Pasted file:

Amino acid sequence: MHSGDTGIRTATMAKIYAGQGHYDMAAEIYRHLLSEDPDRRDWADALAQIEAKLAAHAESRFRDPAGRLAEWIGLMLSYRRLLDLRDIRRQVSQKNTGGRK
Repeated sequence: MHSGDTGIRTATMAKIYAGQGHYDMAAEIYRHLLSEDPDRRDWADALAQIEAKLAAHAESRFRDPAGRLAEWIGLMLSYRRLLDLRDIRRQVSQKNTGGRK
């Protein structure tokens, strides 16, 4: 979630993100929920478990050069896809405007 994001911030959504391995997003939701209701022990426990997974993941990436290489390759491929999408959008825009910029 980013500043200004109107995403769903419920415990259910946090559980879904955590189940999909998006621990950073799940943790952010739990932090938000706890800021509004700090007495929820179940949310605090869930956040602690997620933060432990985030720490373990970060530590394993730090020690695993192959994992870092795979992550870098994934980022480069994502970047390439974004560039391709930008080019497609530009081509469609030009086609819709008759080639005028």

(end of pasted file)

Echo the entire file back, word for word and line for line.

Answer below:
Amino acid sequence: MHSGDTGIRTATMAKIYAGQGHYDMAAEIYRHLLSEDPDRRDWADALAQIEAKLAAHAESRFRDPAGRLAEWIGLMLSYRRLLDLRDIRRQVSQKNTGGRK
Repeated sequence: MHSGDTGIRTATMAKIYAGQGHYDMAAEIYRHLLSEDPDRRDWADALAQIEAKLAAHAESRFRDPAGRLAEWIGLMLSYRRLLDLRDIRRQVSQKNTGGRK
């Protein structure tokens, strides 16, 4: 979630993100929920478990050069896809405007 994001911030959504391995997003939701209701022990426990997974993941990436290489390759491929999408959008825009910029 980013500043200004109107995403769903419920415990259910946090559980879904955590189940999909998006621990950073799940943790952010739990932090938000706890800021509004700090007495929820179940949310605090869930956040602690997620933060432990985030720490373990970060530590394993730090020690695993192959994992870092795979992550870098994934980022480069994502970047390439974004560039391709930008080019497609530009081509469609030009086609819709008759080639005028």